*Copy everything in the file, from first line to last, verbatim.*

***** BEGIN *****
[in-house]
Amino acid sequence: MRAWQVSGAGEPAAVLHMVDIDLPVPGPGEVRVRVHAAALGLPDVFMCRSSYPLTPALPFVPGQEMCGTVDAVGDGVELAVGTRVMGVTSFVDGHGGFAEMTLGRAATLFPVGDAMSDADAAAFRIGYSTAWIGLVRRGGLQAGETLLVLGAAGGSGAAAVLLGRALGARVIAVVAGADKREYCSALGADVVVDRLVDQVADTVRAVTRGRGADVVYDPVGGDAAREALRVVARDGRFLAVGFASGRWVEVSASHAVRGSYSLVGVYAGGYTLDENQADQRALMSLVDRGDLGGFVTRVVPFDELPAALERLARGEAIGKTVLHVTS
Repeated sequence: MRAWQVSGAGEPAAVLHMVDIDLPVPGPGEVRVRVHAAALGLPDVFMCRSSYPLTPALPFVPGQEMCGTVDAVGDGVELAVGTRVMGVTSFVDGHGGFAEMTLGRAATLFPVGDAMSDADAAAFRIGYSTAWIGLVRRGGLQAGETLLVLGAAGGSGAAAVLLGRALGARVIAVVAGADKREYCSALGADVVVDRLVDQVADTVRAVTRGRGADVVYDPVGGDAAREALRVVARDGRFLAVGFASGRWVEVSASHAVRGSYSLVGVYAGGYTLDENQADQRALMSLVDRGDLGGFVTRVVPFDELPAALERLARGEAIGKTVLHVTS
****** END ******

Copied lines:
[in-house]
Amino acid sequence: MRAWQVSGAGEPAAVLHMVDIDLPVPGPGEVRVRVHAAALGLPDVFMCRSSYPLTPALPFVPGQEMCGTVDAVGDGVELAVGTRVMGVTSFVDGHGGFAEMTLGRAATLFPVGDAMSDADAAAFRIGYSTAWIGLVRRGGLQAGETLLVLGAAGGSGAAAVLLGRALGARVIAVVAGADKREYCSALGADVVVDRLVDQVADTVRAVTRGRGADVVYDPVGGDAAREALRVVARDGRFLAVGFASGRWVEVSASHAVRGSYSLVGVYAGGYTLDENQADQRALMSLVDRGDLGGFVTRVVPFDELPAALERLARGEAIGKTVLHVTS
Repeated sequence: MRAWQVSGAGEPAAVLHMVDIDLPVPGPGEVRVRVHAAALGLPDVFMCRSSYPLTPALPFVPGQEMCGTVDAVGDGVELAVGTRVMGVTSFVDGHGGFAEMTLGRAATLFPVGDAMSDADAAAFRIGYSTAWIGLVRRGGLQAGETLLVLGAAGGSGAAAVLLGRALGARVIAVVAGADKREYCSALGADVVVDRLVDQVADTVRAVTRGRGADVVYDPVGGDAAREALRVVARDGRFLAVGFASGRWVEVSASHAVRGSYSLVGVYAGGYTLDENQADQRALMSLVDRGDLGGFVTRVVPFDELPAALERLARGEAIGKTVLHVTS